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Texas District Court Narrowly Enjoins White-Collar Overtime Regulations

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On June 28, 2024, the U.S. District Court for the Eastern District of Texas issued a limited injunction of the U.S. Department of Labor's (DOL) new regulations increasing the minimum salary that certain executive, administrative, and professional (EAP) employees must be paid to qualify for the so-called "white-collar" exemption under the Fair Labor Standards Act (FLSA).

Fair Labor Standards Act (FLSA)
Fair Labor Standards Act (FLSA)

The injunction is limited, however, to the State of Texas in its capacity as an employer of state employees — businesses in Texas (and throughout the country) are not currently shielded from the scheduled increases by the court's injunction, although other challenges to the rule, including one with a request for nationwide injunctive relief, remain pending. The first phase of the increase is scheduled to go into effect on July 1, 2024, with a second increase kicking in on January 1, 2025.

Background

The FLSA generally requires an employer to pay an employee time-and-a-half ("overtime") if the employee works more than 40 hours in a week. But the law exempts some employees from that requirement, notably, certain EAP workers under the white-collar exemption. To qualify for the white-collar exemption, an employee must generally satisfy a three-prong test: the employee must be paid on a salary basis, i.e., be paid a fixed and predetermined sum per week irrespective of the quantity or quality of the work performed (the "salary basis" test); the employee's primary work must be the performance of exempt EAP duties (the "duties test"); and the employee must earn a minimum salary threshold (the "salary test").

In April of this year the DOL issued final regulations raising the white-collar exemption salary threshold (which was last updated to its current $35,558 per year in 2019). The final rule raises the minimum salary in two steps. First, using the same methodology used in 2019, the rule raises the salary threshold to $43,888 effective July 1, 2024. That marks a 23% increase over the current level. Then, in January 2025, the rule will raise the salary threshold to $58,656. That increase relies on a new methodology and marks a 64.9% increase. And from there, the rule contemplates automatic updates every three years. The new methodology pegs the salary threshold at the 35th percentile of full-time, non-hourly workers in the lowest-earning Census region (currently, the South). That methodology will be used to update the salary level going forward. The new white-collar overtime rule increases the threshold of the salary test only; it makes no changes to the salary basis or duties tests.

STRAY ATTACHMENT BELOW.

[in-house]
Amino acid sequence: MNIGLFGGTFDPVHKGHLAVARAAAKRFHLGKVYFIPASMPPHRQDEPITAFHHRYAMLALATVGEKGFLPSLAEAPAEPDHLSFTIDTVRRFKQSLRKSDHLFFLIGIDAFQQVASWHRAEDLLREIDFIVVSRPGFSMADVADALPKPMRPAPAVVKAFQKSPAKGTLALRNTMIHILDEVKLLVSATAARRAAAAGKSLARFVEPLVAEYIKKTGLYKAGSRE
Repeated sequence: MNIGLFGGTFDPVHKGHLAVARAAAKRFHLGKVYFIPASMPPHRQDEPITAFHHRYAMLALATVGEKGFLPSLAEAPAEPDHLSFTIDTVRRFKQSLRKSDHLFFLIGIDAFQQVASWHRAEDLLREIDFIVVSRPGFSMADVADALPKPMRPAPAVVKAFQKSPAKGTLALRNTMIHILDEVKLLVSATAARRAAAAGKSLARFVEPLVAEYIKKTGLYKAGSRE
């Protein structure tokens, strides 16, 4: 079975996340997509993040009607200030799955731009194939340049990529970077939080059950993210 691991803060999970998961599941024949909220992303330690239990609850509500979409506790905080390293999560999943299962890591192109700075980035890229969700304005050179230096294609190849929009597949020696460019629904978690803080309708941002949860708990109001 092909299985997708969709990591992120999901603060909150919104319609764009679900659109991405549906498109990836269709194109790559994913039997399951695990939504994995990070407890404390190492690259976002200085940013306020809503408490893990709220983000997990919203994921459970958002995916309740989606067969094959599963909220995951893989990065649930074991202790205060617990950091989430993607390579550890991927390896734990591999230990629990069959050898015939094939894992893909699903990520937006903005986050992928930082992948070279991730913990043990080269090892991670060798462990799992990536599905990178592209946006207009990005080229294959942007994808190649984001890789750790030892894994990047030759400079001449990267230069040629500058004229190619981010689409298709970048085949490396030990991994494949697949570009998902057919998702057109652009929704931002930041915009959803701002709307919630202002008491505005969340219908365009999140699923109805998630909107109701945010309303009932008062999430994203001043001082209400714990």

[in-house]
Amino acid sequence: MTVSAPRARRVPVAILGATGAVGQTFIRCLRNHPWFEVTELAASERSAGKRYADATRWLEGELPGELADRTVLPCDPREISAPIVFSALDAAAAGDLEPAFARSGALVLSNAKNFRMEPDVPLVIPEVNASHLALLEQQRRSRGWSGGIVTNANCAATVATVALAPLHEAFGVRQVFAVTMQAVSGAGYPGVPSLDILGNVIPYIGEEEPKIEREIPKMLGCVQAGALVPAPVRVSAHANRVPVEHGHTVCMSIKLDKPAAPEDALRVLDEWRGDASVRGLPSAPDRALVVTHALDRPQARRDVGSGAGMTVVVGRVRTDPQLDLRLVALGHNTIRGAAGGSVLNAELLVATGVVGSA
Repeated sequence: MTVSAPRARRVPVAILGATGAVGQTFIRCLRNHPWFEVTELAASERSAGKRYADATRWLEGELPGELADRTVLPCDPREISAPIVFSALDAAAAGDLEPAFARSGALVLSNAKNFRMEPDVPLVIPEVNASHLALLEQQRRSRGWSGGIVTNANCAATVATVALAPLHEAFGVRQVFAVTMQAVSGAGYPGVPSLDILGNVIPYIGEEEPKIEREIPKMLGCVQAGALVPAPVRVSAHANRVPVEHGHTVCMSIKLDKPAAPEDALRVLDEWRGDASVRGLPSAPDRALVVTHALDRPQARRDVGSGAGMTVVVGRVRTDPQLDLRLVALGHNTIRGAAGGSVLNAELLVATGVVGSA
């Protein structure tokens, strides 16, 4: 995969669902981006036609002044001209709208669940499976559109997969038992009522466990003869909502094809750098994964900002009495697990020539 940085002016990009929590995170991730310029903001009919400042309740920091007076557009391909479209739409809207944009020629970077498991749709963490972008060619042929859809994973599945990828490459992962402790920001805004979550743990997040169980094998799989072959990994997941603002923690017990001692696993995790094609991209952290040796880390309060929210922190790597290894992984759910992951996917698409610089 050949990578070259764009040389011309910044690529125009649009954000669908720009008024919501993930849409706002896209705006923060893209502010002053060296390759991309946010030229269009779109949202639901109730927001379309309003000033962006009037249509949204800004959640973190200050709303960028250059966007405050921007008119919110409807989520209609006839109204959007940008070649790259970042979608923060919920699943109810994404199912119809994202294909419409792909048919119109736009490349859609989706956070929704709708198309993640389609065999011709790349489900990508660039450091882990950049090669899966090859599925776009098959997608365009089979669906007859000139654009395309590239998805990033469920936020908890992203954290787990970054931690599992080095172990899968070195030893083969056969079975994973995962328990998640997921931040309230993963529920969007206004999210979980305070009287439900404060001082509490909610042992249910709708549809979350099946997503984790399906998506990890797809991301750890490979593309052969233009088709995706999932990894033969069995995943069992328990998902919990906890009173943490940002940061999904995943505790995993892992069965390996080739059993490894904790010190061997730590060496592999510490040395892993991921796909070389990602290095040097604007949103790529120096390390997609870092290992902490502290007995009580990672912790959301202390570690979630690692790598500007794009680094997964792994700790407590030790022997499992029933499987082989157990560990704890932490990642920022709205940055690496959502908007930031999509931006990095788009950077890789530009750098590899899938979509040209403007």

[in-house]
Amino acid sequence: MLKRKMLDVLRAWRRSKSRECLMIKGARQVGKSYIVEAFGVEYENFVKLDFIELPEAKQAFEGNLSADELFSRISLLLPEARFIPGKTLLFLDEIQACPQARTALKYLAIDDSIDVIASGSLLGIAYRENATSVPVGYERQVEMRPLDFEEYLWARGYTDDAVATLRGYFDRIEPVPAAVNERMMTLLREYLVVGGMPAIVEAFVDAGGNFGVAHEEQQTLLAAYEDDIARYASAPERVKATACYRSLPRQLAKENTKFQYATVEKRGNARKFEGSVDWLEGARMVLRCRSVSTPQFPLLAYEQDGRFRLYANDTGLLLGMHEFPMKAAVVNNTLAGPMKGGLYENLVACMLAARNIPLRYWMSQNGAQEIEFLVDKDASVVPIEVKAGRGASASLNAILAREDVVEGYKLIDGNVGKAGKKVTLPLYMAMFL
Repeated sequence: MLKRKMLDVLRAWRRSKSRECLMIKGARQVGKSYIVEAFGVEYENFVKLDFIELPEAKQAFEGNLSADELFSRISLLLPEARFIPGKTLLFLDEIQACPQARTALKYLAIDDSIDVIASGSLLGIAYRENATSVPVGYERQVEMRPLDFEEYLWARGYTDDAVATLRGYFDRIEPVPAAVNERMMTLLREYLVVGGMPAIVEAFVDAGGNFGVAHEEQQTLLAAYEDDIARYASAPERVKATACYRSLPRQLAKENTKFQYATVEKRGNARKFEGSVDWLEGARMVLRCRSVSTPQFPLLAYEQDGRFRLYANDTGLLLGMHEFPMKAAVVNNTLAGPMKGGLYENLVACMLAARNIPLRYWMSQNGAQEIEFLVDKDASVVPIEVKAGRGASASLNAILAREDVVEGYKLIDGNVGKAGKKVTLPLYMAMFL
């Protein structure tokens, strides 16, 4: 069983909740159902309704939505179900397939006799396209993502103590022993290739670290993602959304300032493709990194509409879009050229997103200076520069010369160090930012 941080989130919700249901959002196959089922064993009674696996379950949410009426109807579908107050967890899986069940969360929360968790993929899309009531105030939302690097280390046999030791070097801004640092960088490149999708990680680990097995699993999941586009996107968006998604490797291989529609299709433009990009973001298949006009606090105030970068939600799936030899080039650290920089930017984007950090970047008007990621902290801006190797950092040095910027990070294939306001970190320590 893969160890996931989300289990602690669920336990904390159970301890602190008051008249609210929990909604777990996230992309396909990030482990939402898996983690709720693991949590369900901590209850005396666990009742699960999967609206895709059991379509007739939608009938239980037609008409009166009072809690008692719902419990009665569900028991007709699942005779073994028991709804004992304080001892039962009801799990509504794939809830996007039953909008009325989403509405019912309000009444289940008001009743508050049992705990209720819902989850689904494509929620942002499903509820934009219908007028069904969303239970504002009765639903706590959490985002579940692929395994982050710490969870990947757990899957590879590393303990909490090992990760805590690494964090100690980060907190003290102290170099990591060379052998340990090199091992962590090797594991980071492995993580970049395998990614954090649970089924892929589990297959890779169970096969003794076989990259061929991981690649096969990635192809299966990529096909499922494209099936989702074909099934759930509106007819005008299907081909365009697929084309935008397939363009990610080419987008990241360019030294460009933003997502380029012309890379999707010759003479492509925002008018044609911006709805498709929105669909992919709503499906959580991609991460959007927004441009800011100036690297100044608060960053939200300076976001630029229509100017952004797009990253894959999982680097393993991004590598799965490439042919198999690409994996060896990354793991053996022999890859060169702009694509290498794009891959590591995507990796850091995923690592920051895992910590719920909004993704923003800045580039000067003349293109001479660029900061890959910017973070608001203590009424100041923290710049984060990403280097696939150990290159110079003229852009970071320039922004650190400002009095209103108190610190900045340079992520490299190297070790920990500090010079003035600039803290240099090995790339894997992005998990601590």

The final rule also raises the minimum salary for highly compensated employees (although this exemption is not recognized in every state). That increase will also take effect in two stages. First, on July 1, 2024, the salary threshold will rise from $107,432 to $132,964 per year (a 23% increase). Second, on January 1, 2025, it will rise to $151,164 (a 41% increase from current levels). The new level will be pegged to the 85th percentile of all non-hourly workers nationwide. And like the white-collar thresholds, it will be updated every three years.

Legal Challenge

The State of Texas sued the DOL, claiming that the increased salary threshold was so high as to constitute an unlawful de facto "salary only" test, and thus exceeded the DOL's authority under the FLSA. In enjoining enforcement of the rule against Texas, the court found that the state was likely to succeed on the merits of that claim, holding that the increased threshold "effectively eliminate[d]" the duties test and thus was entitled to injunctive relief. The court limited that relief only to Texas in its capacity as an employer, however; it did not extend injunctive relief to businesses in Texas (or anywhere else in the country). That said, at least two other challenges to the rule are pending, including one in the Northern District of Texas in which nationwide injunctive relief has been specifically requested. As of this writing, that request is still pending before the court. A third suit brought by a coalition of trade associations and businesses is also pending, although injunctive relief in that case has not yet been requested. That suit is pending in the same court as the Texas lawsuit; the cases have been consolidated for future consideration. A substantially similar overtime regulation promulgated by the DOL was enjoined and ultimately vacated entirely.

In the meantime, employers should review their salaries and evaluate their classification policies to determine what is necessary to come into compliance with the new overtime rule, if and when it becomes effective. Employers may need to increase salaries or reclassify currently exempt employees. That decision can be complicated and should be made with the guidance of experienced counsel.

Posted In: Department of Labor (DOL); Fair Labor Standards Act (FLSA); Wage and Hour Laws

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